Mark Forsyth is the author of A Christmas Cornucopia: The Curious Origins of Our Yuletide Traditions, published by Viking Penguin (£9.99).

Five Things You Never Knew About Santa Claus and Coca-Cola

The Santa Claus we all know and love — that big, jolly man in the red suit with a white beard — didn’t always look that way. In fact, many people are surprised to learn that prior to 1931, Santa was depicted as everything from a tall, thin man to an eerie-looking elf. He has worn a bishop’s robe and a Norse huntsman’s animal skin. In fact, when American Civil War-era cartoonist Thomas Nast drew Santa Claus for Harper’s Weekly in 1862, Santa was a small, round figure who supported the Union. Nast continued to draw Santa for 30 years, taking his coat from star-spangled to the classic red he’s known for today.
Here are a few other things you may not have realized about the jovial guy in the red suit:

1. Santa Has Been Starring in Coca-Cola Ads Since the 1920s

The Coca-Cola Company began its Christmas advertising in the 1920s with shopping-related ads in American magazines like The Saturday Evening Post. The first Santa ads used a stern-looking Kris Kringle, in the vein of Thomas Nast.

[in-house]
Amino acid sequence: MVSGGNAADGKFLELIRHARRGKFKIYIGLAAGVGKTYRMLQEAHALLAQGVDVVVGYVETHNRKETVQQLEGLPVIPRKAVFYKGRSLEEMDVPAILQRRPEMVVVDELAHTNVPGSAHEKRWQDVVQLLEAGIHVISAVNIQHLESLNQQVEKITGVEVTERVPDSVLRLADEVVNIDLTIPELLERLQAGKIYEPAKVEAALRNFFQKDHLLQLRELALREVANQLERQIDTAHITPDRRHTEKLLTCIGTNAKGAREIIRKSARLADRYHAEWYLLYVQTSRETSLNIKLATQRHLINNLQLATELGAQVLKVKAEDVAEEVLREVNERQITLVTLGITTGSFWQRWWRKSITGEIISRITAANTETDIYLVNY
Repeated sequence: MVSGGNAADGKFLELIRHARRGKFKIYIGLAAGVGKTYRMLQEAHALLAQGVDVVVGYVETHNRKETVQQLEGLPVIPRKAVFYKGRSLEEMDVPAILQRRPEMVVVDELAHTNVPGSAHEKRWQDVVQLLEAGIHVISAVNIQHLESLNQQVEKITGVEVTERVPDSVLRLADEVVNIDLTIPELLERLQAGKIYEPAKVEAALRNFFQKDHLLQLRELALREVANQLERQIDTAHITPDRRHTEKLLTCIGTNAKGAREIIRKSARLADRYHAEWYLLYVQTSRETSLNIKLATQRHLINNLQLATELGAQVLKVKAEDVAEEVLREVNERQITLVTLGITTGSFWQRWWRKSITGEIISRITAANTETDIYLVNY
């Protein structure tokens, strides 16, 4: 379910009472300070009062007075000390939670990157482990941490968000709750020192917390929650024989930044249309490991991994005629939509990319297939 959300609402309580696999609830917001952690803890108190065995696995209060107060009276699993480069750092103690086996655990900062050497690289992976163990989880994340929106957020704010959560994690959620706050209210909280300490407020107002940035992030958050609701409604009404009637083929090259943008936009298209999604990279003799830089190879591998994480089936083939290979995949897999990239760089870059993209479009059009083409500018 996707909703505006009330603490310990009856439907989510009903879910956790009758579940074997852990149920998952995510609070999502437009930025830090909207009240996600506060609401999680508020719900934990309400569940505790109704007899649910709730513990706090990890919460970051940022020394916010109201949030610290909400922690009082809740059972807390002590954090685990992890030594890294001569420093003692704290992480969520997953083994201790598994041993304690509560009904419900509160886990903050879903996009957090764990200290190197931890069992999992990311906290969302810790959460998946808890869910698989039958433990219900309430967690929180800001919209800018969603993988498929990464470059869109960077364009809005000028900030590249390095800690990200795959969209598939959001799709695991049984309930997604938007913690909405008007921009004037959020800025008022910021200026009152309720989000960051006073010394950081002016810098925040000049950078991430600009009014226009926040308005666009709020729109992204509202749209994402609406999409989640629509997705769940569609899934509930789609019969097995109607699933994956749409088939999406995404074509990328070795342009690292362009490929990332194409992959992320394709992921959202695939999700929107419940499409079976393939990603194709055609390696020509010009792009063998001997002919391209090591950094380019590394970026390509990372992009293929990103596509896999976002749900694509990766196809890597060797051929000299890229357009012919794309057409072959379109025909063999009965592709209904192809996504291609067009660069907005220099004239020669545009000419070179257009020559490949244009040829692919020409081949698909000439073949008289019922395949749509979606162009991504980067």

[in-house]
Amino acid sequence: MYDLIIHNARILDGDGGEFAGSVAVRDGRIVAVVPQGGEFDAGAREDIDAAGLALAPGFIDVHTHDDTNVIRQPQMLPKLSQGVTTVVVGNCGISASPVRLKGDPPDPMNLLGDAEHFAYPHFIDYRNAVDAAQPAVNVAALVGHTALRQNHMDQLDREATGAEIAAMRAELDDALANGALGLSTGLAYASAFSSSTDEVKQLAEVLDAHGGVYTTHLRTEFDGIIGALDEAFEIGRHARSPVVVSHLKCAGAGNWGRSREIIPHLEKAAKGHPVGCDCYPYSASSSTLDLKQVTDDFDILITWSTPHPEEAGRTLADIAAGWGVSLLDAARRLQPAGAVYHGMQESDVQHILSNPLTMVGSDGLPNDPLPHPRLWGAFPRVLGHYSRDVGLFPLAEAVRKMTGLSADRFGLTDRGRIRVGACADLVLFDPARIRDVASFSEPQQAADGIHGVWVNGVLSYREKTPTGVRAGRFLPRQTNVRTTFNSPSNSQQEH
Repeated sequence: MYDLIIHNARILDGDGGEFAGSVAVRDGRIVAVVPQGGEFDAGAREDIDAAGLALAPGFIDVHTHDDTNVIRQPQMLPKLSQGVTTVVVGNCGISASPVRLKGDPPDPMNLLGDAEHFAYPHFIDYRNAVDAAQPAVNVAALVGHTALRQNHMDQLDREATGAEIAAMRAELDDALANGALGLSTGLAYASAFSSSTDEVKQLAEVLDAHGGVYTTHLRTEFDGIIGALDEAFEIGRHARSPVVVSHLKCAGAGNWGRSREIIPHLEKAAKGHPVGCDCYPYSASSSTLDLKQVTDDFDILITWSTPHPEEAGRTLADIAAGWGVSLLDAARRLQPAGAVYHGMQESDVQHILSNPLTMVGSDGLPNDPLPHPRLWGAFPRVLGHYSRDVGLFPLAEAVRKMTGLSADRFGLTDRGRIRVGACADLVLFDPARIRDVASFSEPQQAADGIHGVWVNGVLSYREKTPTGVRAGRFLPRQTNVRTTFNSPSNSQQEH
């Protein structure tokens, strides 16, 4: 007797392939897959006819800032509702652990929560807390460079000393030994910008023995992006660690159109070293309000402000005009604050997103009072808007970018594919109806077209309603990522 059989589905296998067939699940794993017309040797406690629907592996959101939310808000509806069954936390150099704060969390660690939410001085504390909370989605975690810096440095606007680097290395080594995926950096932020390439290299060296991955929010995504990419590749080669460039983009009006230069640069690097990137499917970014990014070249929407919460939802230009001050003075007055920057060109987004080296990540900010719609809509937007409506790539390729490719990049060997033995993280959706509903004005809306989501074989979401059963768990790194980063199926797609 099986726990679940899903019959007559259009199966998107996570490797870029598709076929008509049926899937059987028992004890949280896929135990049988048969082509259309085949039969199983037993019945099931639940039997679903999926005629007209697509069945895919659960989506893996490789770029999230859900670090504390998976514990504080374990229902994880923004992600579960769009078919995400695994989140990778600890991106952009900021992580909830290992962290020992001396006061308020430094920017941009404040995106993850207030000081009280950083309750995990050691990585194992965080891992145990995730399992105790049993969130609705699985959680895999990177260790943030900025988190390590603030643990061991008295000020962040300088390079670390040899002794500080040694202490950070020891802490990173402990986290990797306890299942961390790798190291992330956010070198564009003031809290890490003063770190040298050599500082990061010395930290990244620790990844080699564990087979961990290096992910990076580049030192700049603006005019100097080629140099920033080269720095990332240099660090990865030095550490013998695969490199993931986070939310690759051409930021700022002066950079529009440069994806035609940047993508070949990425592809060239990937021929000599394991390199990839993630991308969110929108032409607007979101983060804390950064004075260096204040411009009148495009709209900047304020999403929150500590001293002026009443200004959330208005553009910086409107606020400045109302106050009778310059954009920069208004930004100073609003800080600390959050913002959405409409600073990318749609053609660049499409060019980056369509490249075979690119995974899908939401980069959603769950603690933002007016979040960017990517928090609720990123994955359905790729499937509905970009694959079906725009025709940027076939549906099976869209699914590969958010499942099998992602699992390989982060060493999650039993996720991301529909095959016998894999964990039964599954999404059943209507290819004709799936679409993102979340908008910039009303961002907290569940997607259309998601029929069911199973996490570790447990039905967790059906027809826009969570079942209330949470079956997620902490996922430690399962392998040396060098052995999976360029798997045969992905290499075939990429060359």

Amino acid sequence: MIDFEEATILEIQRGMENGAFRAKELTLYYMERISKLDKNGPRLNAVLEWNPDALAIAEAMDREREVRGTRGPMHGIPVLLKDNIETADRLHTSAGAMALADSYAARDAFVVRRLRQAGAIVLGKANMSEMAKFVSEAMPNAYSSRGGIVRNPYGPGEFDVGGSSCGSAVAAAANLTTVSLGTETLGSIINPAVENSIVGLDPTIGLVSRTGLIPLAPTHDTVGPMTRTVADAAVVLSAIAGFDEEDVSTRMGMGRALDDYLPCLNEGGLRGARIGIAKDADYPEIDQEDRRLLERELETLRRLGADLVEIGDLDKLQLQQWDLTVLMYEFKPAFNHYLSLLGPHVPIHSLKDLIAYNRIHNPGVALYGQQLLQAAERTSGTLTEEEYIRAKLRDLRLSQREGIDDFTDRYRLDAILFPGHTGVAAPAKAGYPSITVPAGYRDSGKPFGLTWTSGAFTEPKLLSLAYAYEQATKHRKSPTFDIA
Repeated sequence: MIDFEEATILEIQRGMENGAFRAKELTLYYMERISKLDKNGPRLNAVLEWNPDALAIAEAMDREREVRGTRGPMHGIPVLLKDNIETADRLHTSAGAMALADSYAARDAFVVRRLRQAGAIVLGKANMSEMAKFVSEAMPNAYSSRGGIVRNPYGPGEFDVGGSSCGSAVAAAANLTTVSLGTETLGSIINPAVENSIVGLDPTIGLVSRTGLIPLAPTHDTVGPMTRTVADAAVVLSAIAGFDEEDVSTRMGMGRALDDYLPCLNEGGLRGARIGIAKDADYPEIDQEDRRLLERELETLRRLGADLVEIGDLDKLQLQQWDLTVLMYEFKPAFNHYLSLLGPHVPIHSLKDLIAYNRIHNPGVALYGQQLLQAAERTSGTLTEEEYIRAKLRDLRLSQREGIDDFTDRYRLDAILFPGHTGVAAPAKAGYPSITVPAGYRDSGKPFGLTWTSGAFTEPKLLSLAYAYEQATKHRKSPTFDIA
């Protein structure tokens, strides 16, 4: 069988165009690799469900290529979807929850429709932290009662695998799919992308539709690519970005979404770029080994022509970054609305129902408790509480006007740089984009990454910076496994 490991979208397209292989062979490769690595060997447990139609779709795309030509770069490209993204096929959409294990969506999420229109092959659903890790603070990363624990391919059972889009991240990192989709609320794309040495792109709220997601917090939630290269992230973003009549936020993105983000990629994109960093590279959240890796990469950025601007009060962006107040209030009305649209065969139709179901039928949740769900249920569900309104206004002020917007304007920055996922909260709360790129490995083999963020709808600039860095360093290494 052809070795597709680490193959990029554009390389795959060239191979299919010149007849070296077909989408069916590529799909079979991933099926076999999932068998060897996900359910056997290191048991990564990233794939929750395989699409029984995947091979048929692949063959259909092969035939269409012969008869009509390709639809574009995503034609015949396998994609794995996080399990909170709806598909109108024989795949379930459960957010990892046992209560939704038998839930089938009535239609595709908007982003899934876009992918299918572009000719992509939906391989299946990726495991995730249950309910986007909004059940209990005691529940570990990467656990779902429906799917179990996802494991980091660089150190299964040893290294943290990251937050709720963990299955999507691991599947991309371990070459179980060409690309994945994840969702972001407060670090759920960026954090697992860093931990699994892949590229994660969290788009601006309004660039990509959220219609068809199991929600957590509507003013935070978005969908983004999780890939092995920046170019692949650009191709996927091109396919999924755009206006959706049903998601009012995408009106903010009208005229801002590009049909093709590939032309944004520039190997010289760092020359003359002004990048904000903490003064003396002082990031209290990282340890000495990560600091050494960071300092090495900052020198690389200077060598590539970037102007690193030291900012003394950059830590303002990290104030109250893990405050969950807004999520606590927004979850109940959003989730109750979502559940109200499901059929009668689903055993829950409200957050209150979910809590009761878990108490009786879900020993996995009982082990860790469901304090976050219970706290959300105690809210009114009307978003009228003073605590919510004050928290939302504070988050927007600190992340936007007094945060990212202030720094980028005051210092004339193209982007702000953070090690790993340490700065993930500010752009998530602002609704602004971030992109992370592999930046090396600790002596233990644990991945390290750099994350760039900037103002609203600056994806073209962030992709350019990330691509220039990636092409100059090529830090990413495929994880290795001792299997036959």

In 1930, artist Fred Mizen painted a department-store Santa in a crowd drinking a bottle of Coca-Cola. The ad featured the world’s largest soda fountain, which was located in the department store Famous-Barr Co. in St. Louis, Missouri. Mizen’s painting was used in print ads that holiday season, appearing in The Saturday Evening Post in December 1930.

2. Coca-Cola Helped Shape the Image of Santa

In 1931 the company began placing Coca-Cola ads in popular magazines. Archie Lee, the D’Arcy Advertising Agency executive working with The Coca-Cola Company, wanted the campaign to show a wholesome Santa who was both realistic and symbolic. So

Coca-Cola commissioned Michigan-born illustrator Haddon Sundblom to develop advertising images using Santa Claus — showing the actual Santa, not just a man dressed as Santa.
For inspiration, Sundblom turned to Clement Clark Moore’s 1822 poem “A Visit From St. Nicholas” (more commonly known as “’Twas the Night Before Christmas”). Moore’s description of St. Nick led to a warm, friendly, pleasantly plump and human Santa. Even though it’s often said that Santa wears a red coat because red is the colour of Coca-Cola, Santa appeared in a red coat long before Sundblom painted him.